Having ruled out the one justification accepted by the two judges who comprised the court of appeals majority, and rejecting all the other justifications upon which the majority could not agree, Luckert found that the only remaining explanation for the statute was anti-gay bias.
In Romer v, Evans, the Supreme Court ruled that anti-gay bias is not a legitimate justification for a state law.
The court’s solution to this problem was not to invalidate the Romeo and Juliet law, but rather to strike out the brief phrase in the statute that limited its coverage to conduct between members of the opposite sex. The statute provides that if any part of it is declared unconstitutional, that section should be stricken and the rest of the statute continued in effect if the court concludes that the Legislature would want that result.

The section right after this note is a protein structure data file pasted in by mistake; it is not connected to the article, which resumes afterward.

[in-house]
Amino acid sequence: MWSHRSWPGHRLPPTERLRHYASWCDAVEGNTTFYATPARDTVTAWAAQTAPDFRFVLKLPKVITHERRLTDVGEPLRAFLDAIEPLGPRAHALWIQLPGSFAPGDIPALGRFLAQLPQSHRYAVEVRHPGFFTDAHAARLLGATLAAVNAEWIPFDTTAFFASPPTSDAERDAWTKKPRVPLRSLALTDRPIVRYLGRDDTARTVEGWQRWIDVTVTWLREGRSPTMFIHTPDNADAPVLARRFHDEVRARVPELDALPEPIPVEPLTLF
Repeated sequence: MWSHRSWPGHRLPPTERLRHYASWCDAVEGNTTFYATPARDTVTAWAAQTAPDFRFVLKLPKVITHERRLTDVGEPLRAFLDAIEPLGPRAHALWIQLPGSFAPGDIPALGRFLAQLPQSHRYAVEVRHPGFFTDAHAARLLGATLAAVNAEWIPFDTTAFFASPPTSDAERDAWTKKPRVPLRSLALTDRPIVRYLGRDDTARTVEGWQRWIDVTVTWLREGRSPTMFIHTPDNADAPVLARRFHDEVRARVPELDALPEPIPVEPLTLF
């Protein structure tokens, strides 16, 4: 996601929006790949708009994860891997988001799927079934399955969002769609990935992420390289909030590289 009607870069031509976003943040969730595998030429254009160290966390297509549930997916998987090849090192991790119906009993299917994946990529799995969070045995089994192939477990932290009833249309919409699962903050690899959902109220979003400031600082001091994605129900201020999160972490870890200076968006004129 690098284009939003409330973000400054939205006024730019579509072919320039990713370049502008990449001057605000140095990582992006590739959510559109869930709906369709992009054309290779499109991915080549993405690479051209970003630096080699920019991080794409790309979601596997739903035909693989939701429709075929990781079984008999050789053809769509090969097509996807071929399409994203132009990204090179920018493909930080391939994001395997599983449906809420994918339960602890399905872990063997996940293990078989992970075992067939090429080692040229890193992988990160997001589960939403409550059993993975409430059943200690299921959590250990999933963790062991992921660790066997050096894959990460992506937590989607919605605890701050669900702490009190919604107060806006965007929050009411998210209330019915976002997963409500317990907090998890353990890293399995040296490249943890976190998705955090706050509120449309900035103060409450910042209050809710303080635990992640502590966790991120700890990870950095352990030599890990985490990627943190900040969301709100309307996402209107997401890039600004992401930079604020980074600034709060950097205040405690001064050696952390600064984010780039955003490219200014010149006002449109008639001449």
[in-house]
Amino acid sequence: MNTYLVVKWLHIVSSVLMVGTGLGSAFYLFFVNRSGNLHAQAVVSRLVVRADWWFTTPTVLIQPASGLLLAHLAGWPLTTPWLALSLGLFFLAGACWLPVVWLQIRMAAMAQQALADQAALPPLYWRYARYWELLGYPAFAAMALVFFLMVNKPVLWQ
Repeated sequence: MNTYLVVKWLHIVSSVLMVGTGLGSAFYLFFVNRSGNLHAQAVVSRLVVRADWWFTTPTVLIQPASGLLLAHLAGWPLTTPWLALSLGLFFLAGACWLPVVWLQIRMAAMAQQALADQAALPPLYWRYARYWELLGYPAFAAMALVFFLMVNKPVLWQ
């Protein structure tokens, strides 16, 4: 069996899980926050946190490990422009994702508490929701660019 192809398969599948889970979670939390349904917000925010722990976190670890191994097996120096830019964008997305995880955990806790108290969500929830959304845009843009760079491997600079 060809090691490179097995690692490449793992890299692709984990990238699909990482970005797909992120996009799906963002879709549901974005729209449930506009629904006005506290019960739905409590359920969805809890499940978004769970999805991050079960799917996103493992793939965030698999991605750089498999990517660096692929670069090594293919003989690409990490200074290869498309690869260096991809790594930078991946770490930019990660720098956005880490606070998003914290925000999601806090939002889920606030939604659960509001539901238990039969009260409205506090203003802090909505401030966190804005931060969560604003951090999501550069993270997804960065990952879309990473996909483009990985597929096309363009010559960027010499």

Because Limon has already served about five years, several years beyond the maximum sentence under the Romeo and Juliet law, he should be released promptly, especially since Kansas Attorney General Phill Kline—a Republican who has courted Christian conservatives on issues including opposition to abortion and the teaching of evolution—has conceded defeat, telling the press after the ruling was announced that he does not plan to appeal to the U.S. Supreme Court.
The court’s ruling is significant not only for mandating equal treatment for gay teens, but also for rejecting the spurious public health arguments made by the state, which callously invoked the specter of AIDS to justify anti-gay discrimination.